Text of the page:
Life Lessons from a Family Reunion
This week my husband and I took a few days off to travel back to where our life together started. We were able to spend some time with my family who still live in Tennessee, as well as a number of other relatives who travelled from various locales for a family get-together. As we crossed state lines and helped prepare food to share with the extended clan, I took a few moments to reflect on why gatherings of this type are sometimes difficult, but oh-so necessary.
- When families are divided by distance, it is easy to forget that we are not alone. Whether we are separated by geography or philosophy, there are people out there who share our DNA, with whom we have a common history, and who can understand us in ways no one else can. It is necessary sometimes, in the busyness of everyday life, to remember we have that connection, and it is usually as easy to access as picking up a phone or connecting to Skype.
- When attending reunions, there may be an awkward moment when confronted with a relative you’re not sure you remember. We all change with time, and those who are far apart may not be aware of the changes. This is becoming less difficult all the time thanks to social media, but the key to overcoming any embarrassment is to embrace the chance to become acquainted all over again.
- It’s always sad to think about the family members who were at the last reunion, but could not make the current one. Of course, family members may choose not to attend for their own reasons, but sometimes cannot come due to situations beyond their control-illness, military duty, or even death. Those are the absences we feel most keenly. We need to appreciate the family we can greet in person, and share thoughts of those that are absent, but still in our hearts.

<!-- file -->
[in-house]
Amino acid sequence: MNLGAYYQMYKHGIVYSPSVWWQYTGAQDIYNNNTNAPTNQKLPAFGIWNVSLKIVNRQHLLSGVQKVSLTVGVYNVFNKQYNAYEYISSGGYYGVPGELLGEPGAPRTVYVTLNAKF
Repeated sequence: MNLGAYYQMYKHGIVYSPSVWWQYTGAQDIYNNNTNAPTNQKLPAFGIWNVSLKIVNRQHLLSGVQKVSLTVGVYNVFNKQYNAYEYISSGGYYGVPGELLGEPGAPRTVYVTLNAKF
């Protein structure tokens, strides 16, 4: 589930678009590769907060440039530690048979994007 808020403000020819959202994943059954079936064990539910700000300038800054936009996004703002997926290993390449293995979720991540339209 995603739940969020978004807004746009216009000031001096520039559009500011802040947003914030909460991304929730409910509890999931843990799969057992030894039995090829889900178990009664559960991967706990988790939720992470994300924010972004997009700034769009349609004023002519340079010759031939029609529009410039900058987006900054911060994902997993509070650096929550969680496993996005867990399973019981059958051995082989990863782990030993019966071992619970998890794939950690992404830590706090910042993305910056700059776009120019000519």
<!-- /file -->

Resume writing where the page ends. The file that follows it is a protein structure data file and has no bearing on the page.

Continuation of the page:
- Why we should always try to attend: family accepts us as we are. Families are rarely perfect, but even if we don’t always get along, even if we argue or have different values or lifestyles, there is a connection that cannot be duplicated in any other way. We may have to endure teasing, or endless questions or differences of opinion, but at the end of the day they will always matter, and we will always desire that closeness.
I hope you choose to embrace the next chance you have to gather with those you call family.
Thanks for reading,